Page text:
TALES OF AN ORANGEPEELER
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RIP Walter L. Scott. I thought of "Strange Fruit", from an older era of terror and violence. Its writer, a Jewish schoolteacher and union activist from the Bronx, had been disturbed by a photo of a lynching; the unbearable yet borne image had set loose the desolate verse and brooding strain that Billie Holiday, born 100 years ago, popularised in nightclubs, sometimes to her peril. FBI director Harry Ansliger ordered Billie to stop performing it. He hated black people, he hated jazz, he hated jazzmen. Billie refused.
Afterwards she was punished for her resistance: stalked, busted for drugs, imprisoned; barred from nightclub gigs b/c of her conviction; arrested for drug possession and handcuffed to her hospital bed as she lay dying of cancer; breathed her last under police guard. Rest in power, Billie.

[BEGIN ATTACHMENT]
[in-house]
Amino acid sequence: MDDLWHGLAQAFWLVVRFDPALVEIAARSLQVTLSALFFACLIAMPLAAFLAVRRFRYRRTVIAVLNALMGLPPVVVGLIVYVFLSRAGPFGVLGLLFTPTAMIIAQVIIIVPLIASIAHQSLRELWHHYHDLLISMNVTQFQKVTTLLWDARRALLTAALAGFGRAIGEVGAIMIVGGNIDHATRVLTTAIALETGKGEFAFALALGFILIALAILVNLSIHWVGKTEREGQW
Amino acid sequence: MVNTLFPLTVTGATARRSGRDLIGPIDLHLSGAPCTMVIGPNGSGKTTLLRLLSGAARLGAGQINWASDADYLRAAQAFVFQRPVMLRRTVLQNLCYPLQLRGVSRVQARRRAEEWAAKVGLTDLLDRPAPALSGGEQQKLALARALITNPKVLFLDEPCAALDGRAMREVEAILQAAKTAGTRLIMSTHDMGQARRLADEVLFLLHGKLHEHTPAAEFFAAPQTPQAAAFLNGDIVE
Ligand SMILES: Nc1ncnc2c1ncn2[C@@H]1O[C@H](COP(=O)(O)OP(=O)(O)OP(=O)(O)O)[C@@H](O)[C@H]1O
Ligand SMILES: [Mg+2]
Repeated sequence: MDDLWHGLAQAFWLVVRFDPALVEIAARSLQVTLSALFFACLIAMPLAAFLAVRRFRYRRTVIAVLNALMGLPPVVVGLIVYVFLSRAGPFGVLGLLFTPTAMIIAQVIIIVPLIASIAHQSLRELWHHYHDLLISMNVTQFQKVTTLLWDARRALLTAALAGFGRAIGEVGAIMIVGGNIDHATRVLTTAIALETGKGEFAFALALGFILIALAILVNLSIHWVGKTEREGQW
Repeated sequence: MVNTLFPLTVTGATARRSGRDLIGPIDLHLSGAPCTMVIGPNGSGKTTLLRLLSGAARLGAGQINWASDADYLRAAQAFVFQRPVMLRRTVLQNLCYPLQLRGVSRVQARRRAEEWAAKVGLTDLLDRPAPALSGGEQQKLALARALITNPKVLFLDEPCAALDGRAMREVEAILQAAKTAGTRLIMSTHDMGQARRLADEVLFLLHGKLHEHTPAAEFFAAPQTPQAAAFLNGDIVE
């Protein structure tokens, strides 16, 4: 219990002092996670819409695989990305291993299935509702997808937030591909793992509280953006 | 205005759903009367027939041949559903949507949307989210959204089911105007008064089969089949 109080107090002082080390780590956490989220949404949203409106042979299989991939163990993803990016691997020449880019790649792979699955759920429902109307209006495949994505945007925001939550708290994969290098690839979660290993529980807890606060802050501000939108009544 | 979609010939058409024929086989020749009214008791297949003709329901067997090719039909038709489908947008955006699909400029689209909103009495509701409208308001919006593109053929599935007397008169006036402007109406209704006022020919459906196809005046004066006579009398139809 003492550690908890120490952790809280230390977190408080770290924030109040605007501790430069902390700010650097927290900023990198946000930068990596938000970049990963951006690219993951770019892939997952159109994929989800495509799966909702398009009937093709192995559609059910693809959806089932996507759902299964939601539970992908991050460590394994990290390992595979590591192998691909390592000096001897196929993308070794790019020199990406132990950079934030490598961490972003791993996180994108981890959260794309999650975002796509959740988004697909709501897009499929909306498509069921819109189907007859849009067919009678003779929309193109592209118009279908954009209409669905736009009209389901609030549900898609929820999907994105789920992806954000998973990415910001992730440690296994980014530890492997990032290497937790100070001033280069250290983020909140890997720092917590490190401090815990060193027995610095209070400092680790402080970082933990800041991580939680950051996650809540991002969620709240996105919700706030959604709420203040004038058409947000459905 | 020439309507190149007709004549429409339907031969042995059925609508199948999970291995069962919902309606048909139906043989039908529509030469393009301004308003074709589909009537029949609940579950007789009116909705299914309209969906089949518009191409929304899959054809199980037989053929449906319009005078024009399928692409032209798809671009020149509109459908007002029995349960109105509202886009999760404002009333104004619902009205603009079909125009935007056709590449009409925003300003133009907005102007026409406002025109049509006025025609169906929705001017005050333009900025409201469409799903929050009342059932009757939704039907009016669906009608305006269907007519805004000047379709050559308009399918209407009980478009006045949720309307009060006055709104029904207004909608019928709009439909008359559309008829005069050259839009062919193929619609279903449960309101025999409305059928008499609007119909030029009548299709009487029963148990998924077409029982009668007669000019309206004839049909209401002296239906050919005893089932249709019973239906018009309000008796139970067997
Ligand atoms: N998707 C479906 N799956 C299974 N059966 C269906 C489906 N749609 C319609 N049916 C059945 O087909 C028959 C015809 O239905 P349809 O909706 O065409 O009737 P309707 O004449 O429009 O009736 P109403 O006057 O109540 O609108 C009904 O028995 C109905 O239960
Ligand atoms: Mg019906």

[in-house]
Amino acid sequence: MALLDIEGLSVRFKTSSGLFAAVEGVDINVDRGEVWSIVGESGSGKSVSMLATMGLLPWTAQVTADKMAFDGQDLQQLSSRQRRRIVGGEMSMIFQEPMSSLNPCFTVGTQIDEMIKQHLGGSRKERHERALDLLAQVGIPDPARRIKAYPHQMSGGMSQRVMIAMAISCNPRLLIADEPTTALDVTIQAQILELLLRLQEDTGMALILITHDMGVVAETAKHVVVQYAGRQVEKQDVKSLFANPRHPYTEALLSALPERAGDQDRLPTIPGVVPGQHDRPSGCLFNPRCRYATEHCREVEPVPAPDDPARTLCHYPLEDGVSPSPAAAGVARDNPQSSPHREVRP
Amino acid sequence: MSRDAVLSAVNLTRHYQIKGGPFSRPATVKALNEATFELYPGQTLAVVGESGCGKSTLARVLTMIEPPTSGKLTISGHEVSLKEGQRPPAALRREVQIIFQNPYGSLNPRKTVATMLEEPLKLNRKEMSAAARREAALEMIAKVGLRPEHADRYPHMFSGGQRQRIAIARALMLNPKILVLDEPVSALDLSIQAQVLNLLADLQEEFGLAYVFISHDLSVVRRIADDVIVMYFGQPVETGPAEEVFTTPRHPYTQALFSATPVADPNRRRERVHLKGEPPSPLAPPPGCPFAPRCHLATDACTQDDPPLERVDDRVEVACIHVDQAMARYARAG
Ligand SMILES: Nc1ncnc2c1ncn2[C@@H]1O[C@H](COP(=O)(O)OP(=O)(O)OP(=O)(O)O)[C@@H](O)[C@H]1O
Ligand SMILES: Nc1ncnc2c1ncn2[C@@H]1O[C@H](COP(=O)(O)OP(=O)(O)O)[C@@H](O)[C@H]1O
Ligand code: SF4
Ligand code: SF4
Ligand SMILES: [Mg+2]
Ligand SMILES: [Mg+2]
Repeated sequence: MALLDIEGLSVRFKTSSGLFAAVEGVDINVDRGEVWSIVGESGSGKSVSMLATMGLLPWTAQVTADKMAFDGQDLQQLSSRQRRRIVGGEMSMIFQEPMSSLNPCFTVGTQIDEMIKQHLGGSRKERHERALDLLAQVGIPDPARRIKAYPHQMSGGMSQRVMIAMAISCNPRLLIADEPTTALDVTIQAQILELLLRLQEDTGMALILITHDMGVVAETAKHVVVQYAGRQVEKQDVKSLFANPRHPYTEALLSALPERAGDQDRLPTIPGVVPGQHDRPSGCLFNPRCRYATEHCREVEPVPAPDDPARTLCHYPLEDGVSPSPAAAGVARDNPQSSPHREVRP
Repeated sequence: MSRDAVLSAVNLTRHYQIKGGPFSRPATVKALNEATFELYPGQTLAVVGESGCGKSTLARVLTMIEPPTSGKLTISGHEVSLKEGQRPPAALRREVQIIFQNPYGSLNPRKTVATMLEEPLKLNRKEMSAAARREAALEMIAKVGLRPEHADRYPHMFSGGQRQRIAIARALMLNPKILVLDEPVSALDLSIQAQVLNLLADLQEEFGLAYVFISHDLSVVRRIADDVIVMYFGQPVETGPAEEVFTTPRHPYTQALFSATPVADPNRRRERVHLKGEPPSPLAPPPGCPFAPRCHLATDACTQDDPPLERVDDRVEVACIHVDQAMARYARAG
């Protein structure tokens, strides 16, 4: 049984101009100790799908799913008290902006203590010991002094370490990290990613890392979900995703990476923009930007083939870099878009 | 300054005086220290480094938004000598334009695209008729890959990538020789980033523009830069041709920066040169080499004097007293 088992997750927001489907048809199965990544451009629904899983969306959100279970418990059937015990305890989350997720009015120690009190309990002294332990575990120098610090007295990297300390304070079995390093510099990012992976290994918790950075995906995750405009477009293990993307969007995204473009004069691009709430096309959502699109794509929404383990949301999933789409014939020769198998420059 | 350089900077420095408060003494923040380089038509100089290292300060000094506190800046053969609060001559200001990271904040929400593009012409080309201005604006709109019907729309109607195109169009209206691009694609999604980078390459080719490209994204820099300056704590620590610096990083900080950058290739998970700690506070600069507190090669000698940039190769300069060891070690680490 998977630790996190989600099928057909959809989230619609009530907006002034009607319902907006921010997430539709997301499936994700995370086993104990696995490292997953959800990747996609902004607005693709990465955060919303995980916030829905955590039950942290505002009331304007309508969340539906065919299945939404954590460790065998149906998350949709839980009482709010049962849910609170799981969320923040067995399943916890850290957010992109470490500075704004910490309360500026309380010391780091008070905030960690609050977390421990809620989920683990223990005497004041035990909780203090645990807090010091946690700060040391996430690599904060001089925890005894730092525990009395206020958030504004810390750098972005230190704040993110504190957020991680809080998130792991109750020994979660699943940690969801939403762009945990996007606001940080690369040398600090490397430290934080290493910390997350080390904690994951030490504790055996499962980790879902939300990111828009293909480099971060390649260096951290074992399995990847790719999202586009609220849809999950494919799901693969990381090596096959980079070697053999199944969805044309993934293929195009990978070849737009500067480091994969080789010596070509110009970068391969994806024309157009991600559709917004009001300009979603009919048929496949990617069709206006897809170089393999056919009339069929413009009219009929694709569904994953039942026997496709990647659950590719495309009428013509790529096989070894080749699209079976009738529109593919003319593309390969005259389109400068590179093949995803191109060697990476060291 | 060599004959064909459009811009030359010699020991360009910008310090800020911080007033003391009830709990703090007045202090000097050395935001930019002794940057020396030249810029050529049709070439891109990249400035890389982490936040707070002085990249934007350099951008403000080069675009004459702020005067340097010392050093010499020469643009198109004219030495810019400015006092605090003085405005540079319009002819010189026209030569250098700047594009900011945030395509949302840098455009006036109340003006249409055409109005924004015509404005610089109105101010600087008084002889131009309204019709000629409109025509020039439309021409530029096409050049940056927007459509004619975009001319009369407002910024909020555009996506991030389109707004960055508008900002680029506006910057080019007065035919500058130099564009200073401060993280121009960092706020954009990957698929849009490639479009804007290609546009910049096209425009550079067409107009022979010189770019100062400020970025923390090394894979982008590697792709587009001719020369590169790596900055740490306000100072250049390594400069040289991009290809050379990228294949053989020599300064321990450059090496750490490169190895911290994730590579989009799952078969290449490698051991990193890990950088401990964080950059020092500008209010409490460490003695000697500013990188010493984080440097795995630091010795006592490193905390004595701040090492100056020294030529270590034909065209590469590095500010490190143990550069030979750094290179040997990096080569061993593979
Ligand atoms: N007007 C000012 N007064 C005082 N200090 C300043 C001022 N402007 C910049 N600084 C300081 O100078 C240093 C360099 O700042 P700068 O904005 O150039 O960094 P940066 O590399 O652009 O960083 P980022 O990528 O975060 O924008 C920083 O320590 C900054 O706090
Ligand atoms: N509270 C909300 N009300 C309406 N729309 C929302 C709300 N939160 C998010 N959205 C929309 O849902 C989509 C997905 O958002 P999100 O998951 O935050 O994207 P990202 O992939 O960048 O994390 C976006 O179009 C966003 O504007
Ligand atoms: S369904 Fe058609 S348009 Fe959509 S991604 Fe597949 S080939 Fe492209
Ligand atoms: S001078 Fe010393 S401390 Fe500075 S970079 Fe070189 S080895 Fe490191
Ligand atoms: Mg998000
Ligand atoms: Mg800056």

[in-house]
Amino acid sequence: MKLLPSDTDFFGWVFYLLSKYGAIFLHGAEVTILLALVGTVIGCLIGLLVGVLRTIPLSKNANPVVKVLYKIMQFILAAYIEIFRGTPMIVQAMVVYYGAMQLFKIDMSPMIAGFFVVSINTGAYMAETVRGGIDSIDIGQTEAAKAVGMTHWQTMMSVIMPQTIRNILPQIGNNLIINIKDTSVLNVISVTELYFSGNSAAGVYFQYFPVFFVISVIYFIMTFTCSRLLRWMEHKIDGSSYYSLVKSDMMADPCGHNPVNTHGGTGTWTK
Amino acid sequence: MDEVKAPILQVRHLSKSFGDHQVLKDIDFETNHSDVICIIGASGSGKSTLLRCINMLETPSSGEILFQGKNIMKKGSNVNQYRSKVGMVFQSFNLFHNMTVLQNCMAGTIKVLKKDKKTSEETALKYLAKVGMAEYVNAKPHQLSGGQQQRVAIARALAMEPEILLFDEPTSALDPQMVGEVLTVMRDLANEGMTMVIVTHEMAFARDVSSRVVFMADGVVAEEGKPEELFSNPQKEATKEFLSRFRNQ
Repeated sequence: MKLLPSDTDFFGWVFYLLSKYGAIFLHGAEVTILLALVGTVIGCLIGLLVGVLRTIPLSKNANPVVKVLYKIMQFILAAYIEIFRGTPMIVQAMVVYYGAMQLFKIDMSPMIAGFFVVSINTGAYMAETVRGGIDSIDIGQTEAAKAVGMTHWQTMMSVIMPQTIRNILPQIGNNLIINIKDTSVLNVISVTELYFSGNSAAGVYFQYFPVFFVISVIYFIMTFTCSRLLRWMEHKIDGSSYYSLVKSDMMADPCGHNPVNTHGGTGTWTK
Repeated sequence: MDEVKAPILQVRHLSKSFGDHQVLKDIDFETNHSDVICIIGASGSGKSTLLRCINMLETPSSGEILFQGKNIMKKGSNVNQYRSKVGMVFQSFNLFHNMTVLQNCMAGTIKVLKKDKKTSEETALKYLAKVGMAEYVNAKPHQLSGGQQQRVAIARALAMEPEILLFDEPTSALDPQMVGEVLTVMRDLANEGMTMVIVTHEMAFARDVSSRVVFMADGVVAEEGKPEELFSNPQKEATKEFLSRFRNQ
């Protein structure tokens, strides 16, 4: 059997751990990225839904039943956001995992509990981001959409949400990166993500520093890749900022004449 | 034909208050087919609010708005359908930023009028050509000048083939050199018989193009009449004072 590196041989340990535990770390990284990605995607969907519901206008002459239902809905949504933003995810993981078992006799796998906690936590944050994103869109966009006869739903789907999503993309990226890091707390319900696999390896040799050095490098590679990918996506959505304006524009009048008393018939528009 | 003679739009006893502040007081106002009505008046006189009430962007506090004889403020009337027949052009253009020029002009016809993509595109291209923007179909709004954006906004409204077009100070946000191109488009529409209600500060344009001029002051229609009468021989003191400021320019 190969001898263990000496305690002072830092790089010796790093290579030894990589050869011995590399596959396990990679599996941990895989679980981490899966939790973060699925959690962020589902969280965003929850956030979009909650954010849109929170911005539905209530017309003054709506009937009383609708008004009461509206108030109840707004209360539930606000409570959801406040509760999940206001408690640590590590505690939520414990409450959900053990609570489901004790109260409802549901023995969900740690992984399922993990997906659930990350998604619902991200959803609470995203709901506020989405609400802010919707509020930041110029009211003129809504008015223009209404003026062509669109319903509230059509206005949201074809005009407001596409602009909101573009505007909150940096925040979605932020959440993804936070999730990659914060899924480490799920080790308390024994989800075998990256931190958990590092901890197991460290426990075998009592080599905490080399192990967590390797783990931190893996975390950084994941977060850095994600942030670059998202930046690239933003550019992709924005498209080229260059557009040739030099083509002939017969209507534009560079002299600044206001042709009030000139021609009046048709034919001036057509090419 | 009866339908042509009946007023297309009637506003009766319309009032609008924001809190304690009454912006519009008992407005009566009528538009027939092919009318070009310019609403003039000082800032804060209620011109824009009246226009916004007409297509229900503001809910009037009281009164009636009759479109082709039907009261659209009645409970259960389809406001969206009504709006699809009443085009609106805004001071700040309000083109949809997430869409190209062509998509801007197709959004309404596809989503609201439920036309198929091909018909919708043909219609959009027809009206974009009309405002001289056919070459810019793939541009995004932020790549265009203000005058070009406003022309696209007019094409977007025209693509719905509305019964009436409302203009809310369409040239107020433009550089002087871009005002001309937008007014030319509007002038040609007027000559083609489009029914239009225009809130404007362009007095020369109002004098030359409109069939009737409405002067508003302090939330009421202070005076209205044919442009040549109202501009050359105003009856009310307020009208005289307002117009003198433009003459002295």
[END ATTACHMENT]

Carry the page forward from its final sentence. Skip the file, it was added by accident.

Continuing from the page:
This is old news: the persecution of black people, women, addicts, dissidents, everything that is repugnant to the status quo. "You know what it looks like by now," writes Teju Cole in response to Scott's murder. "You can take it in by now, whatever it is. You are cool, wise, unshocked, your sorrow steadied by familiarity. But, no. The surprise can still come at you like a blow. And there you are at your desk, fighting back tears."